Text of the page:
Subcommittee Evaluates NITRD Program to Ensure U.S. Leadership in Networking and Information Technology

Sep 21, 2011
Subcommittee Evaluates NITRD Program to Ensure U.S. Leadership in Networking and Information Technology

Washington D.C. – Today the Subcommittee on Research and Science Education held a hearing to review the Networking and Information Technology Research and Development (NITRD) program, which is the federal government’s mechanism for coordinating unclassified networking and information technology (NIT) research and development (R&D) investments. Today’s hearing focused on ensuring the U.S. maintains its strong leadership in NIT, and gave Members an opportunity to receive testimony on priorities for the future.

“Among its many goals, NIT research and development in this field works to minimize and prevent disruptions to critical infrastructures like power grids and emergency communication systems,” said Subcommittee Chairman Mo Brooks (R-AL).  “These investments are necessary not only to help maintain world leadership in science and engineering and strengthen U.S. competitiveness, but they also grow the economy through the creation of NIT jobs and enhance national security.”

Brooks concluded his statement saying, “At a time when American competitiveness and national security are at risk, it is important that we maintain our lead in the development of these crucial technologies.”

In the 111th Congress, the House passed a bill to reauthorize NITRD and further prioritize and strengthen federal information technology activities.  It would have improved program planning and coordination to focus on large-scale, long-term research.  The legislation also specified that NITRD support R&D in cyber-physical systems and human-computer interactions.  The Senate did not act on this legislation, and later stripped the reauthorization language from the America COMPETES Reauthorization Act of 2010.

In December 2010, the President’s Council of Advisors on Science and Technology (PCAST) issued a report stressing the necessity of advances in NIT.  The report said such advances would be a key driver of economic competitiveness, creating new markets and increasing productivity. Reflecting priorities outlined by the PCAST report, the Fiscal Year 2012 Budget Request for NITRD totals $3.9 billion, a 1.9 percent increase from FY10 expenditures.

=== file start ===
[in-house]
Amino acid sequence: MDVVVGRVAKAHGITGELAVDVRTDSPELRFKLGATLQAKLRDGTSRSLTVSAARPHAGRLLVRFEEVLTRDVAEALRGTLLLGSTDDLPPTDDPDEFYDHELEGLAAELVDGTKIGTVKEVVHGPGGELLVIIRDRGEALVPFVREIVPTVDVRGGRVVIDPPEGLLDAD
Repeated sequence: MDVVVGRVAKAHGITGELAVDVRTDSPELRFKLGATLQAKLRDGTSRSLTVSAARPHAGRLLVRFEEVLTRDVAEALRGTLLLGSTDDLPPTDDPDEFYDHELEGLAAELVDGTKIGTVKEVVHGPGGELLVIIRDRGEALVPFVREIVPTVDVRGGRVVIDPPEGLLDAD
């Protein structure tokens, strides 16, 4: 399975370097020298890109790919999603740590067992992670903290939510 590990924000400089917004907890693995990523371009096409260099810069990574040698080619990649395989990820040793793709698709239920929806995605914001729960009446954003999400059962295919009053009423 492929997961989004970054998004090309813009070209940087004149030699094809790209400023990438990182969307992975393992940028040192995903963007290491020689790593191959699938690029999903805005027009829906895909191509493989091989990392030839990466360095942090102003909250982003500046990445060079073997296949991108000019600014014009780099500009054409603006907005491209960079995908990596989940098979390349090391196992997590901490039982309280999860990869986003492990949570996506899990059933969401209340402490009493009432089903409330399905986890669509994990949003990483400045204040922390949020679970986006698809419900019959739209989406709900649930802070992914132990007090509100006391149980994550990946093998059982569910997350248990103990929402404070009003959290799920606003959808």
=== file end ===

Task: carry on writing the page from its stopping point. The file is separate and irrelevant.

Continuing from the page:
Witnesses today echoed the importance of federal investments in NIT.  Discussing the “multiplier effects of Federal NIT R&D,” Dr. George Strawn, Director of the National Coordination Office for the NITRD Program, said “The results of these investments have spawned a myriad of technological innovations, novel products and communications capabilities, and an entirely new, multibillion-dollar economic sector in NIT that has been responsible for significant expansion in well-paying job opportunities.”

Discussing the importance of basic R&D, Dr. Robert Sproull, Retired Director of Oracle Labs, said “The NITRD program has demonstrated an ability to coordinate Federal investments in essential research, starting with high-performance computing and now extending to a broader set of national goals.”  Dr. Sproull said that it is now critical to convince a broad set of NITRD mission agencies that “long-term investments in fundamental NITRD research lead to large rewards for their missions and for the nation.”

 

The following witnesses testified today before the Subcommittee:

Dr. George Strawn, Director, National Coordination Office, Networking and Information Technology Research and Development (NITRD) Program
Dr. Edward Lazowksa, Bill & Melinda Gates Chair in Computer Science & Engineering, University of Washington

Dr. Robert Sproull, Director, Oracle Labs, retired

Dr. Robert Schnabel, Dean, School of Informatics, Indiana University